Love Film & Cinema

Before streaming, how did people watch films without buying them? It's hard to imagine that there is a whole generation growing up that have no concept of "the time before". The time before the internet and the time before streaming.

A recent tweet from my friend,Sam brought up some nostalgia; LoveFilm. A service in which you paid a monthly fee for a DVD to be posted to you. You watched it, posted it back, got another one. You logged in and created a "watchlist" of which they would send you a random one. It forced you to watch films you wouldn't normally be in the mood for watching.

I then had a similar vibe when going to the cinema. My wife and I were Cineworld card holders - pay a monthly fee to see as many films as you want. From memory, you had to see 2 a month to get your monies worth. The thing I enjoyed about this was, again, you were forced to see films you weren't necessarily in the mood for - you just had to pick from what was on otherwise you "lost out" on money.

With the introduction of my children into the world, the Cineworld pass had to stop, so we turned to streaming for our film watching. The trouble with this was we so much time browsing and trying to decide what to watch that, by the time we picked a film, it was too late to watch it all.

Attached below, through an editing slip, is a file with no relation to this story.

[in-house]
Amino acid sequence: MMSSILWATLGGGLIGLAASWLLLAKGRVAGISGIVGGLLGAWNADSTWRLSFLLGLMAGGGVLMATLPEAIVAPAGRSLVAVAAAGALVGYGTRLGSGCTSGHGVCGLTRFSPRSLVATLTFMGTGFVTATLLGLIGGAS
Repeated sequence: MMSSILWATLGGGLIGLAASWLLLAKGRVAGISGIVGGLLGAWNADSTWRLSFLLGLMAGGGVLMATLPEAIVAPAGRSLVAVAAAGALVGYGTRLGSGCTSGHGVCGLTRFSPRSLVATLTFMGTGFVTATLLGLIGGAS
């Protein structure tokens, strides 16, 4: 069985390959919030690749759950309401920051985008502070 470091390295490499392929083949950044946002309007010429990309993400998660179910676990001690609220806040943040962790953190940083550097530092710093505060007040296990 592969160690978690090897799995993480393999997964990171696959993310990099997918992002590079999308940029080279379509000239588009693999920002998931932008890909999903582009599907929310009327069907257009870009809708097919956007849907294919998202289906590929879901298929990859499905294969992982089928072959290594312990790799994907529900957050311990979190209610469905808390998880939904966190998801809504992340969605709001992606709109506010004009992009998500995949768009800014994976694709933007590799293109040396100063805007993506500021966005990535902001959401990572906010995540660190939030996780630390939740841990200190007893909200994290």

My solution to this is the Film list. It's so simplistic in it's approach and is centred around a Google Spreadsheet.

  1. Films get added to the spreadsheet - either new releases, ones we find on Netflix & Disney+ while looking for other things or if they are suggested to us
  2. Every now and then, the spreadsheet gets randomised (by me, nothing clever)
  3. When it's Film Night, I use a random number generator (on Google) to give me 3 numbers - this replicates going to the cinema as to "what is on" and prevents just picking favourites from the list
  4. I then find and read the synopsis and Rotten Tomatoes rating to my wife - we chose based on that. It has to be one of the three - no take-backsies
  5. The film gets removed from the list when we finish it.

Now the web developer in me wants to make this a website, in which it pulls details from APIs, automatically randomises the films (maybe surfaces ones which have been shown but never picked) and allows for quick adding & removing titles but then that is another side project I would spend time doing instead of actually watching the films.

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Mike Street

Written by Mike Street

Mike is a CTO and Lead Developer from Brighton, UK. He spends his time writing, cycling and coding. You can find Mike on Mastodon.